Indeed, he might find the form of the game at which he excels is barely regarded as a credible sport by the time he reaches his prime, such is the increasing focus on limited-overs cricket. That’s no bad thing for cricket itself, but it might just leave this remarkable talent as a superstar in a game that nobody wants to watch.

Whatever happens in future, though, Haseeb Hameed’s breakthrough is hugely exciting and it will be fascinating to watch him set about fulfilling his immense promise.


Kit clash perpetrators need tearing off a strip

While unnecessary kit clashes continue to diminish my enjoyment of so many televised football matches, it is good to know it is not just football that suffers from this ridiculous problem.

The rugby league Four Nations decider on Sunday between Australia and New Zealand set the kit clash bar higher than ever before and probably to a height that will never, hopefully, be exceeded.

Dark green with a yellow chevron played black with a white chevon, a piece of gormless co-ordination that was so absurd they may as well have gone the whole hog and all worn identical strips.

But football, while yet to create a clash that laughable, needs to sort itself out because too often it is difficult to instantly tell which team is which.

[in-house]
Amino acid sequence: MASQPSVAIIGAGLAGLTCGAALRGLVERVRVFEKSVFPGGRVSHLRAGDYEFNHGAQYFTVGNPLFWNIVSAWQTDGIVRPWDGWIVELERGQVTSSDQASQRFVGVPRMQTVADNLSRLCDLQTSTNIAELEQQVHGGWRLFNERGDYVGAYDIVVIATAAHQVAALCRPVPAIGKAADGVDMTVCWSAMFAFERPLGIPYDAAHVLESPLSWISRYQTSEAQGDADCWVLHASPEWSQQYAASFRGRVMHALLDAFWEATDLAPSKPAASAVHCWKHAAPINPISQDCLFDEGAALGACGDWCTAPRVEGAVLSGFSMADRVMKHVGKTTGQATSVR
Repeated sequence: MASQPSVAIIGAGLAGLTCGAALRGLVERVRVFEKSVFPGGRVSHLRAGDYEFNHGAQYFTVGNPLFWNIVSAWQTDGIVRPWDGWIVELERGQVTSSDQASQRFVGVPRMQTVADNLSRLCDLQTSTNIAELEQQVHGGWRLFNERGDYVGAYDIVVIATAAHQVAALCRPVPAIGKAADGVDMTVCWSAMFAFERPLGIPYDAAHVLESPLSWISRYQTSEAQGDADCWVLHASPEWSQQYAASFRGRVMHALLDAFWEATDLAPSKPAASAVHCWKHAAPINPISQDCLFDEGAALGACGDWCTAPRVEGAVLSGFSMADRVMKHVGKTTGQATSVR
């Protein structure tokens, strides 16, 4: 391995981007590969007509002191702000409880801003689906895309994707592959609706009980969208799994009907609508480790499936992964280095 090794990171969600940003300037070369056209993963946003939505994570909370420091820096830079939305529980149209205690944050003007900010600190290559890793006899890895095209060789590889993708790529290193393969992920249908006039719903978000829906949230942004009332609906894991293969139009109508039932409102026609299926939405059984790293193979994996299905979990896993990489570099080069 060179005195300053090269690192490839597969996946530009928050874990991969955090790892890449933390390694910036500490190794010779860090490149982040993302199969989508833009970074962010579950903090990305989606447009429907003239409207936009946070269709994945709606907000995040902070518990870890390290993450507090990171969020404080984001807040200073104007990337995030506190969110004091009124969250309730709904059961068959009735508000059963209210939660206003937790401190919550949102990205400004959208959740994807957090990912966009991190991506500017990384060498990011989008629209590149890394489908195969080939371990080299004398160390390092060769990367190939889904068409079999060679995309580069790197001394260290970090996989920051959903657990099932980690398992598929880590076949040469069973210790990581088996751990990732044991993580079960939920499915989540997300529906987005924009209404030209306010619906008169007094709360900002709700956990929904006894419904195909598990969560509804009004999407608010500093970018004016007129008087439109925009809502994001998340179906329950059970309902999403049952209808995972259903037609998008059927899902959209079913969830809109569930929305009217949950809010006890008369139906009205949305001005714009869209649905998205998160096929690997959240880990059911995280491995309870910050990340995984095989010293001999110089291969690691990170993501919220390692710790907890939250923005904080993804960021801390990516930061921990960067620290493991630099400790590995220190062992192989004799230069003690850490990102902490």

And if you deny, as some do, how confusing it can be when the kits are similar, just watch the below video to see Peterborough's Michael Bostwick, in his side’s flourescent yellow away kit, passing the ball straight to a steward on the sidelines who is wearing a similarly coloured coat.

Uefa does not do everything perfectly by any means, but it does insist teams playing in its competitions do not wear confusingly similar kits.


Room for another Festival race to bridge gap

Ante-post punters wouldn’t like it but the connections of Yanworth might. It’s not the first time this column has held up this particular kite to the wind, but the Cheltenham Festival should have a championship race for horses without the zip for the Champion Hurdle or the stamina for the World Hurdle.

It is illogical that there are middle-distance events for novice hurdlers and novice and seasoned chasers but not mature hurdlers.

We all know the expansion of the festival has created more choice for connections, making life increasingly difficult for ante-post punters, but the gap between two miles and three is unbridgeable for a number of fine hurdlers and I would much rather see the addition of a 2m 5f Grade 1 than another mares-only race.

Meanwhile, colleague Justin O’Hanlon this week boldly took a stab at working out which Willie Mullins stars will run in which race at the 2017 festival.

It’s a bit of fun that is likelier to make you look a dunce than a genius but here, for what it’s worth, are my guesses at the stable’s flagbearers:

Champion Hurdle Annie Power (possibly without a prep)
Champion Chase Douvan
Ryanair Chase Vroum Vroum Mag 
World Hurdle Faugheen
Gold Cup Djakadam

 

In a sport in which you are a nobody unless you can reverse sweep with the best of them, the 19-year-old from Bolton is a throwback to the days when blocking the ball rather than knocking it was the core skill that paved the way to a successful career